A North American nonprofit that claims 350,000 members and supporters wants to join a civil suit on the side of four hunters accused of trespassing by corner crossing at Elk Mountain Ranch in Carbon County.
Backcountry Hunters & Anglers filed papers in Wyoming’s U.S. District Court asking that it be allowed to join the civil suit brought by the ranch owner against four Missouri men who corner crossed to hunt public land in 2020 and 2021.
“BHA and its members have a strong interest in seeing the issues surrounding ‘corner crossing’ resolved under federal law to clarify nationally the legality of moving across federal public lands that intersect private lands at a corner,” BHA attorney Eric Hanson wrote in his request to join the civil case.
Corner crossing is the act of stepping from one parcel of public land to another at the common corner with two parcels of private property — without touching private land — where the parcels are arranged in an ownership pattern resembling a checkerboard.
BHA would draw on its experience and proposed that it be allowed to officially file a brief that “offers a perspective that will assist the Court” as the court decides whether to retain the case or send it back to Wyoming District Court in Carbon County where it was originally filed. Iron Bar Holdings, a company owned by North Carolina businessman Fred Eshelman, filed the civil suit in February in state court asking for a judge to declare that the hunters trespassed and to empanel a jury only to assess damages against them.
Until BHA filed the legal papers, the hunters funded their defense with the help of only the Wyoming chapter of the BHA. Wyoming BHA raised $71,460 through a GoFundMe campaign to support the hunters after they pleaded not guilty to criminal trespass charges brought by the Carbon County prosecutor.
A jury found them not guilty of those criminal charges April 29, leaving Eshelman’s civil suit as the remaining action in the legal arena.
If the larger BHA becomes involved the hunters would have broader support. The organization has chapters in 48 states plus three Canadian provinces or territories.
“We’re a larger organization,” Land Tawney, president and CEO of BHA said Wednesday. “This is a priority. We’re going to make sure we carry this case through to the end.”
BHA touts the slogan “keep public land in public hands,” as it states in its request to be allowed to join the federal civil suit. The brief it proposes to officially file “highlights the amount of federal land across the country rendered inaccessible by [trespass] allegations like [Eshelman’s],” attorney Hanson states.
The brief would aid the federal court because it “explores the legal landscape of federal law from past to present related to corner crossing, including those [issues] involving questions of trespass, and examines the policy implications of deciding the issue based on federal law.”
The proposed brief, which Hanson filed along with BHA’s request to join the suit, argues that the case should remain in federal court. Eshelman wants the case returned to the Wyoming court system, saying he only raised claims under Wyoming law.
Despite the not-guilty criminal trespass verdict in Carbon County Circuit Court, “the legality of corner crossing is an unresolved issue” across the West, the proposed brief states. The federal court “is in the best position to resolve the dispute,” the brief states.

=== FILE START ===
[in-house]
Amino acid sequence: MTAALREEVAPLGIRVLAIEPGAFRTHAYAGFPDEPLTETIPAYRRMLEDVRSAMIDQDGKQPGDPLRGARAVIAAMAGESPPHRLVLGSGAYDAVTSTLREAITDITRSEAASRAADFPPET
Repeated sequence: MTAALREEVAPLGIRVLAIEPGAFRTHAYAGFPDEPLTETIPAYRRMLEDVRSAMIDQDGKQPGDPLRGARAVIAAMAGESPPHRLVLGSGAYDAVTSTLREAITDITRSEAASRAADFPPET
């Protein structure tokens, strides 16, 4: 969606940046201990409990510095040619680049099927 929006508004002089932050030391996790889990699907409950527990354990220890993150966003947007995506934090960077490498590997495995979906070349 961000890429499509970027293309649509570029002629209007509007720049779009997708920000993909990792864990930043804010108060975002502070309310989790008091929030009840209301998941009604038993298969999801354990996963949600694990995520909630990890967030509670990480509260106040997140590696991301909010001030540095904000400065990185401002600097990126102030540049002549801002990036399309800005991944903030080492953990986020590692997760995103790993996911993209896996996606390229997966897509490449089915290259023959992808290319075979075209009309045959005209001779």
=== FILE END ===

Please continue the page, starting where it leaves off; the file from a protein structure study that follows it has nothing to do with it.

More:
Eshelman’s arguments that the men were trespassing “necessarily implicate any attempt to move between public land at corners,” BHA states. Consequently, the civil case should be resolved “using the lens of federal law as it applies to public land access.”
BHA comes down on the side of the public. “No individual monied interest should have the right to restrict the public from stepping across the corner of one adjoining parcel of federal public land to another, commonly known as “corner crossing,” the proposed brief states.
Hanson outlines settled cases and laws that could have a bearing on accessing 8.3 million acres of public land across the West by corner crossing, some 2.44 million acres in Wyoming. Those cases and law stretch across time from the 1885 Unlawful Inclosures Act to cases in 1897, 1914 and 1985.
Eshelman’s civil case raises the “significant and complicated question of whether federal law allows private landowners to close access to millions of acres of public land by threat[en]ing or suing for trespass” in corner-crossing situations, Hanson writes.
“A private landowner with half the ownership of a corner should not have a veto over access by the owner of the other half of the corner — namely the government, and by extension, its citizens,” the brief states. “Many thousands of BHA members, as well as millions of public land recreators, have an interest in the determination of Plaintiff’s and Defendants’ respective rights in this case under federal law.”
In supporting the hunters in federal court, Tawney said his group is not in the business of steamrolling over private property.
“We’re just trying to find a solution to corner crossing,” he said. “We want to make sure we maintain and respect private property rights and at the same time the rights of the public to access their public land.
“While we don’t necessarily have that solution today, we’re definitely stepping up our efforts here,” he said. “There’s a high degree of interest outside of Wyoming.”